Senate Intelligence Committee Chairwoman Dianne Feinstein (D-Calif.) said she does not think there's any connection between the resignation of CIA Director David Petraeus and the attack on the U.S. consulate in Benghazi that resulted in four dead.
"On the events in Benghazi and his resignation, absolutely not," Feinstein said on Fox News Sunday when asked about a possible link. "And I think if you really think this thing out everybody will come to that same conclusion."
Feinstein's comments come two days after Petraeus announced that he would be stepping down from the top job at the CIA citing an extramarital affair. The events that led to Petraeus's resignation began with the FBI investigating a complaint about harassing emails sent to a woman close to Petraeus. The emails were traced to Paula Broadwell, also Petraeus's biographer, and FBI agents discovered that the two were having an affair.
Petraeus had been slated to testify before the House Homeland Security Committee on the Benghazi attack and Chairman Peter King (R-N.Y.) has said he would still expect the former director to answer questions about the incident.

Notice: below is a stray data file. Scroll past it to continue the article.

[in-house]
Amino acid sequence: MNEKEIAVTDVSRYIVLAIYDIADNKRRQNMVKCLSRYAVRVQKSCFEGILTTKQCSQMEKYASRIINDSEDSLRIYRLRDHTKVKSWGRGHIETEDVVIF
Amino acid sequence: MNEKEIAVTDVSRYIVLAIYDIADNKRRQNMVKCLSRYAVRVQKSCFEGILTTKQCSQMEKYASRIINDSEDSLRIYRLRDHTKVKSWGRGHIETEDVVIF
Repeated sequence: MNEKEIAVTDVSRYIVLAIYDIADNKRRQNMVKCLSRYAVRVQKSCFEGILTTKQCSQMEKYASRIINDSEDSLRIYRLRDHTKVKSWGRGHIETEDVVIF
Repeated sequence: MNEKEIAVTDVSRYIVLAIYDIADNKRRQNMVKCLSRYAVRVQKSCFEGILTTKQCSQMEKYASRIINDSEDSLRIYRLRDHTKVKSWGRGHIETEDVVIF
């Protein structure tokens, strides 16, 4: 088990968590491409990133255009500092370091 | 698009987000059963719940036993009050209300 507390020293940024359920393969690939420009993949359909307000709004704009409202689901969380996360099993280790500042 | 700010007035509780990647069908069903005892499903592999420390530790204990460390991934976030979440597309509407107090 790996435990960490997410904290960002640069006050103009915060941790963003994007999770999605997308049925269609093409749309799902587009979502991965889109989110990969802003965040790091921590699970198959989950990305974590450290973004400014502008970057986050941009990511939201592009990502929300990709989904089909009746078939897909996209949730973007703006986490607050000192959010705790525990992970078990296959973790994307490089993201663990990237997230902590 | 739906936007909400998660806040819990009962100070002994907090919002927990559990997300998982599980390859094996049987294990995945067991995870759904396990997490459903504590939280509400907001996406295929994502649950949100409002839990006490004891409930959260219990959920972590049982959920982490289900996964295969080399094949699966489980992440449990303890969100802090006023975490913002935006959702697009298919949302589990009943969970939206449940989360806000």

Republicans have questioned whether the American Consulate received adequate security and if Washington ignored signs that he installation was under threat.
Feinstein on Sunday said that she believed Petraeus "did the right thing," in deciding to stand down.
"I think the president had no choice but to accept the resignation," she added.
The California senator was also asked whether she thought the Obama administration revised its explanation of the attack on the Benghazi consulate for political reasons.
"I don't think it had anything to do with politics," Feinstein said. "I do think it had something to do with our assessment."
The administration initially blamed the attack on spontaneous anti-American protests sparked by a film critical of Islam, later amending their narrative to characterize the assault as preplanned.